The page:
Record of Natural and Social Disasters and Their Political Implications: A New Issue for Public Policy Planners

Author: Gruberg, Martin
Year:2009
Pages:236
ISBN:0-7734-4801-2
978-0-7734-4801-8
Price:179.95
This work goes beyond the existing literature on disaster events, both manmade and natural, by examining the politics behind them. It takes a comprehensive look at the spectrum of international disasters—geologic, meteorological, fire and power, health, transportation, and wartime.

Reviews

“Martin Gruberg has taken the first step in creating an historical record of major types of disasters that goes back, in some cases, over hundreds of years. In this chronology of seven major types of disasters – seismic events, wind disasters, technological failures, public health disasters, infrastructure failures, mass demonstrations and loss of civil control, and acts of war – Dr. Gruberg documents the recurring theme of conflicting political interests that lead to efforts to suppress dissent, but are balanced by struggles to win control in contested political arenas. This theme of political struggle as evidenced in the conditions that lead to disaster is strikingly apparent in virtually every incident that is cited in this book. This initial work would be greatly enhanced by a subsequent study that would identify the similar and dissimilar conditions in this remarkable list of disaster events to determine whether there are common factors that contribute to, or inhibit, the emergence of full-scale disasters.” – Prof. Louise K. Comfort, University of Pittsburgh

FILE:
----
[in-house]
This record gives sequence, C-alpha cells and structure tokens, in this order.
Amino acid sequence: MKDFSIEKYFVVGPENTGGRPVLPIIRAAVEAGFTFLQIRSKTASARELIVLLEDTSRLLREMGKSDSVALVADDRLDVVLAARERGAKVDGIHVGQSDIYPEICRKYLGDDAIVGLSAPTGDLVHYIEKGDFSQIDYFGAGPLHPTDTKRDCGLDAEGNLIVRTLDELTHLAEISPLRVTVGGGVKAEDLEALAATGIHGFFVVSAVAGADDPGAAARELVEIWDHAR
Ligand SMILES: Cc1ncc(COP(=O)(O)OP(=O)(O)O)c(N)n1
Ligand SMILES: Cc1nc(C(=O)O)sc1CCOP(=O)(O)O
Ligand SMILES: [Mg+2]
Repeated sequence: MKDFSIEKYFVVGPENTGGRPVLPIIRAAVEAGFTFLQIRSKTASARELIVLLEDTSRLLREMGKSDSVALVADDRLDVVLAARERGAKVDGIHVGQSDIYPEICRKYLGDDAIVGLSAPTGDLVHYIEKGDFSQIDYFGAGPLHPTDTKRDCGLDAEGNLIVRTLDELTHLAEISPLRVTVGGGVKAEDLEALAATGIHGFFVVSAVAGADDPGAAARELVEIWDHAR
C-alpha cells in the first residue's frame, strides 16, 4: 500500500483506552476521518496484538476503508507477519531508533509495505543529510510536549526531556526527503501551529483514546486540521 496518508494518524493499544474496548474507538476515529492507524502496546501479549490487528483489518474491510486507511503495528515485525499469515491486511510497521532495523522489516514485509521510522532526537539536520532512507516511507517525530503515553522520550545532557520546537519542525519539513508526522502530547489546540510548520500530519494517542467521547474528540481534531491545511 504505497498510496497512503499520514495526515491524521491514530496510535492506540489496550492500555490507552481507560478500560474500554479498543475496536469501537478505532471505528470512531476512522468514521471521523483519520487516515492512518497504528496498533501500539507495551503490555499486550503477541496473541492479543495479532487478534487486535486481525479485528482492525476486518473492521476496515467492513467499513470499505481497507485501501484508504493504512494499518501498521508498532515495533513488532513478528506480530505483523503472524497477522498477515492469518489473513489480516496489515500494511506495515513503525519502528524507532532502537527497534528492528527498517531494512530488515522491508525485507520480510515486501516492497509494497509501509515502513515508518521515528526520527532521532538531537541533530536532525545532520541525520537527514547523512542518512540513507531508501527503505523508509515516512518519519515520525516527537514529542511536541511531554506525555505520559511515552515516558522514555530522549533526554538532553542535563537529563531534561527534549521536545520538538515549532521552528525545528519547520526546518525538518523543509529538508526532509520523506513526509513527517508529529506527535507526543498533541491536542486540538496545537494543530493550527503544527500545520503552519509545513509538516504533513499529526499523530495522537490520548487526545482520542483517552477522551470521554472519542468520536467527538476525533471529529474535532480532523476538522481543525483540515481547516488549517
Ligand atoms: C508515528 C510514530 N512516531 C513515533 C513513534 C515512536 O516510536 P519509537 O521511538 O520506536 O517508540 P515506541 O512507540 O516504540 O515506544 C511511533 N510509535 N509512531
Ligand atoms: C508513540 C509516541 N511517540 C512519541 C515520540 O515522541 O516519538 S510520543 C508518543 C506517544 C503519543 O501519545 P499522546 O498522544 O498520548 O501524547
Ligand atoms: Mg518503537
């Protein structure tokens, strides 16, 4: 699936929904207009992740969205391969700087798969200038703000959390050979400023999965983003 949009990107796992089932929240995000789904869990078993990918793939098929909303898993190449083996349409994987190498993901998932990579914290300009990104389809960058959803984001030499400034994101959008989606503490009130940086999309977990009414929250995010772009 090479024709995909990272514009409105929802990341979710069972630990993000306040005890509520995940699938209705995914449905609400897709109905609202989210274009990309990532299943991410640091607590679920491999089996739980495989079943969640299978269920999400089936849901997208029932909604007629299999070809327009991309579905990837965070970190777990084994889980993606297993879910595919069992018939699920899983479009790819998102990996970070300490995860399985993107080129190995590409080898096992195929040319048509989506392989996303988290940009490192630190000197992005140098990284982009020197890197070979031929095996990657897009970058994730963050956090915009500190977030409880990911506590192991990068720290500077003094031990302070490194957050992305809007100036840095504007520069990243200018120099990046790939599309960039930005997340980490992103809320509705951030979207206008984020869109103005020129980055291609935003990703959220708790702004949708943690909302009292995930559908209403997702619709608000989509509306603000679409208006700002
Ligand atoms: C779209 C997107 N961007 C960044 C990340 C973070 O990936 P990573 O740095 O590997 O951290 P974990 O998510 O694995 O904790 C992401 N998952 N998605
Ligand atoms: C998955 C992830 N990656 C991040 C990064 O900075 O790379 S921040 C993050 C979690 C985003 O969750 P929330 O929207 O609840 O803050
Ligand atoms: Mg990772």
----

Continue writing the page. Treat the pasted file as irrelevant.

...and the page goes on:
“. . . a cyclopoedic quilt of natural, accidental and human generated disasters.” – Prof. Zillur R. Khan, University of Wisconsin-Oshkosh

“. . . makes clear that the picture [of natural disasters] is more complex than is commonly thought, but that there are ways to mitigate, if not prevent, their impact and that public servants have an important role to play in the process.” – Prof. Karen N. King, University of Wisconsin-Oshkosh

Table of Contents

Foreword by Prof. Louise K. Comfort
Acknowledgements
Introduction
1. Geologic Disasters
2. Weather Disasters
3. Fire and Power Disasters
4. Health Disasters
5. Transportation Disasters
6. Miscellaneous Disasters
7. Acts of War
8. Fragments in Conclusion
Sources
Index